Missions Catalyst 10.12.05 – Practical Mobilization

In This Issue: God Rest Ye Merry Mobilizers – Christmas Is for Mobilizing

Missions Catalyst is a free, weekly electronic digest of mission news and resources designed to inspire and equip Christians worldwide for global ministry. Use it to fuel your prayers, find tips and opportunities, and stay in touch with how God is building his kingdom all over the world. Please forward it freely!

Practical Mobilization by Shane Bennett is published once a month.

God Rest Ye Merry Mobilizers: Christmas Is for Mobilizing

By Shane Bennett

I don’t know about you, but Christmas is a big deal for my family. We love it. In fact, having lived in Holland for a couple of years, we now do something of a double take on the holiday, celebrating St. Nicholas Day on December 6 and Christmas on December 25. While admittedly there’s a whole lot to be discussed about the American celebration of Christmas (i.e. Is Santa a demon or is he OK? Did Jesus really want us to buy each other a lot of stuff to celebrate his birthday? And the perennial denomination splitter: Is it OK for the eggnog to have real rum or should it only include rum flavoring?), I want to pose a question that might help us mobilizers breathe extra life into this holiday. Basically I’m wondering how we can leverage Christmas to adjust the attitudes and behaviors of our constituencies regarding reaching the least evangelized peoples of the world.

Just to be clear, I’m no fan of heavy-handed admonishments that say, “Celebrate less, because some don’t get to celebrate at all!” I don’t think we release people to give their all for God’s purposes by driving down that alley. Even so, I’m open to being wrong about that. So let me ask, how can this huge celebration be used as a tool to advance our purpose as we see it from God? (While “using Christmas” sounds a bit mercenary even in my own ears, I hope you understand what I’m saying.)

What do you plan to do in your church, small group, or with your mailing list this December to remind your friends and followers that this great gift we celebrate yet waits to be opened in many parts of the world? E-mail me with your thoughts and ideas. I’ll pull the best ones together and publish them in the November issue of Practical Mobilization so we all have time to implement the ideas God lays on our hearts and minds.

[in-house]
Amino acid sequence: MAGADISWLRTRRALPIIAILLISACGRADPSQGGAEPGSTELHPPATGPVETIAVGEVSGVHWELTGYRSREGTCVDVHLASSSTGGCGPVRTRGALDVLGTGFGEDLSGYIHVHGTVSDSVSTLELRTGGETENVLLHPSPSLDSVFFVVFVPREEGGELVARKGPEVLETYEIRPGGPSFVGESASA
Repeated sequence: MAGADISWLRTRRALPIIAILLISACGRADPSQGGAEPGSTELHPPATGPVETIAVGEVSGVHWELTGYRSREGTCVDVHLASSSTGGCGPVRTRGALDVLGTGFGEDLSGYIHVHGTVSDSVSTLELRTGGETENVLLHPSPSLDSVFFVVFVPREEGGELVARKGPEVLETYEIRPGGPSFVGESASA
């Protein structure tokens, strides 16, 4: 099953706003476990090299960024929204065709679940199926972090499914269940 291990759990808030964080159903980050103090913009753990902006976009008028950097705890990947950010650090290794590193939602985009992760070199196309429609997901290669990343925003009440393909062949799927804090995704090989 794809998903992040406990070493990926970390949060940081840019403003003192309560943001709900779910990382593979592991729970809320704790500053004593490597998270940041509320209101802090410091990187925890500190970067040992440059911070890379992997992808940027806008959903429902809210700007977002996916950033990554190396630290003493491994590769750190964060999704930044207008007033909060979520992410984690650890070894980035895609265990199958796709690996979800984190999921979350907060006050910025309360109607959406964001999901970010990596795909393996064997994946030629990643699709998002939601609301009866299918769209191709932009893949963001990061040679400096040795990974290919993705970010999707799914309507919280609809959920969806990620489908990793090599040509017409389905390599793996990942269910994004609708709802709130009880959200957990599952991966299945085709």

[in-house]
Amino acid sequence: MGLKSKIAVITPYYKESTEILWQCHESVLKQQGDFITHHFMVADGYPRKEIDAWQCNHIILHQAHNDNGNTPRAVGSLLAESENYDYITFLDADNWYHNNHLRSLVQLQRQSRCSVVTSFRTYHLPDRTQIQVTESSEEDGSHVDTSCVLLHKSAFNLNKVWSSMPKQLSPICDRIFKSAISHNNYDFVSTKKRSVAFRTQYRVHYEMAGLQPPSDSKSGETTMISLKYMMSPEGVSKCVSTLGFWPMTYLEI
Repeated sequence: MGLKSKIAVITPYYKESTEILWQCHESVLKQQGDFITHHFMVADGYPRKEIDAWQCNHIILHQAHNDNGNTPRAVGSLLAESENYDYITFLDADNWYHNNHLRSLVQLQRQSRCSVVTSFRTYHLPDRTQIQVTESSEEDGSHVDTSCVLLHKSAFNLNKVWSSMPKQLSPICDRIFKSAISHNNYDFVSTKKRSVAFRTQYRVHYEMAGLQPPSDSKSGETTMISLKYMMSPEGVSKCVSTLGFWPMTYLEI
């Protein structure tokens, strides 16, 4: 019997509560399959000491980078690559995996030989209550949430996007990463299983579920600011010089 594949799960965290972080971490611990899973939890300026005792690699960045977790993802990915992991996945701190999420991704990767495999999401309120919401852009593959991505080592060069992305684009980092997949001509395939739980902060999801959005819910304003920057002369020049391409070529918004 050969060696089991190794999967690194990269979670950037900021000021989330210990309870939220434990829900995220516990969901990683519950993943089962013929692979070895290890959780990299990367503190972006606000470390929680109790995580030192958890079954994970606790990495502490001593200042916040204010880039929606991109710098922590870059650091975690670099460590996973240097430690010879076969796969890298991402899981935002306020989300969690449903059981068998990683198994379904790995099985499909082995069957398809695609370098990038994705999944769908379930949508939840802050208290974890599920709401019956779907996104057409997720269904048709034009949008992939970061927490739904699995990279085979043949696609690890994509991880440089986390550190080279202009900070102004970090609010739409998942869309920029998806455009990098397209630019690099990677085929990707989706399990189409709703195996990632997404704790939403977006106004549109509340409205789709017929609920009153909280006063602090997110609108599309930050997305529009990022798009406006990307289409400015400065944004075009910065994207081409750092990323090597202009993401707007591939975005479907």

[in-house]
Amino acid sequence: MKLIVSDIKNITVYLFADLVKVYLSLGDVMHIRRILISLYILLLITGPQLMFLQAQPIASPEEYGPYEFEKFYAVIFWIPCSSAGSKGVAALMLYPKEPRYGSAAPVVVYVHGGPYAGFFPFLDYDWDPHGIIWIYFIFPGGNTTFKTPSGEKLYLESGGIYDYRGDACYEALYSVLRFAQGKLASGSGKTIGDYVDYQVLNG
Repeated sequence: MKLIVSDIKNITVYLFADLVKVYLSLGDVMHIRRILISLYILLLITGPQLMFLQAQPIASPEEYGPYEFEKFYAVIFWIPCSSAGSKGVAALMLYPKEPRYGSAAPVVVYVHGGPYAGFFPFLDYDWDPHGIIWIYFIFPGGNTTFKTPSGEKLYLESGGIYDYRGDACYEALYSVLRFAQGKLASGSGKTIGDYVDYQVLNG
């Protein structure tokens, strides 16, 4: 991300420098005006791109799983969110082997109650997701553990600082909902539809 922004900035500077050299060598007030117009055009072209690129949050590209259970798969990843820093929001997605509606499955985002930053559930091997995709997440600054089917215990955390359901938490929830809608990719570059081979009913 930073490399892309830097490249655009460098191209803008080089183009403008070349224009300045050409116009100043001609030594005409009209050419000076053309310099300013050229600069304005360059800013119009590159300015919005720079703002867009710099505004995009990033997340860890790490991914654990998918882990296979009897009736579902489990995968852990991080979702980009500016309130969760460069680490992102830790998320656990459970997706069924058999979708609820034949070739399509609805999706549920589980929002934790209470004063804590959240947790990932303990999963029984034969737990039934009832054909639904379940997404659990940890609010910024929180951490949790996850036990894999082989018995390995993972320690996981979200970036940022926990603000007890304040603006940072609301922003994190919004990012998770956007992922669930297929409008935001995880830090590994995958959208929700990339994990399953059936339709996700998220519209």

To prime the pump, here’s a brief article I recently drafted …

Good Reason to Celebrate

As the door swings open, warm light spills out into the dark, chill night and outstretched arms welcome you to the party. Handshake to handshake, hug to hug, you’re gathered into the house. Familiar songs from holidays of your childhood compete with football on TV, the running footsteps of a dozen children, and the happy din of catch-up conversations. The earthy bouquet of pine-scented candles gives way to the rich and steamy aroma of the feast that awaits you. A sigh comes unbidden to your lips. The food makes the day, doesn’t it? To your feeble and false protests a plate is pressed into your hands and Aunt Somebody leads you down the table laden with food that says, “Life is good. God is good. Our family that we celebrate and celebrate with is good.” As you step away bearing what looks for all the world like a tenth scale model of Pikes Peak, you hear Aunt Somebody admonish, “Eat that, then you get right back here for more.” Tucking into your personal buffet, you watch family and guests arrive and depart, sharing greetings and giving and receiving gifts. Deep in the back of your mind, Louis Armstrong’s gravelly voice begins to rise, “I said to myself, ‘What a wonderful world.'”

Later when the children begin to drift to sleep in upstairs rooms, downstairs chairs, and relatives’ arms, the family patriarch takes a seat toward the head of the room. The TV is turned off, conversations drop to whispers then cease, and he begins to speak. Of course you can’t understand the resonant Arabic flowing from his lips, but Aunt Somebody, now sitting next to you, helps out by telling you he’s reciting from the Koran, recounting the story behind this celebration, the sacrifice that Abraham was willing to make, but that God, at the last moment, prevented.

In your heart you know the ram God gave Abraham foreshadows the sin-quenching sacrifice of Jesus, whose birth you’ll celebrate in a few short weeks. But your dear friends, now warming the room with their breath and bodies, warming your heart with their love, do not see it so. Your warm heart aches, “When will they see it so?”

Can I give you a word for Christmas this year? Please celebrate with gusto, and encourage your family and friends to do likewise. We have good reason to celebrate: We’ve been given an astounding gift. And if conscience allows, raise a glass and toast the happy situation that finds you a child of God Most High. And perhaps in some quiet moment whisper a prayer that next Christmas finds many more gathered around the table, counted as your sisters and brothers, wholly devoted to this great king Jesus.

Questions? Problems? Submissions? Contact publisher/managing editor Marti Smith.

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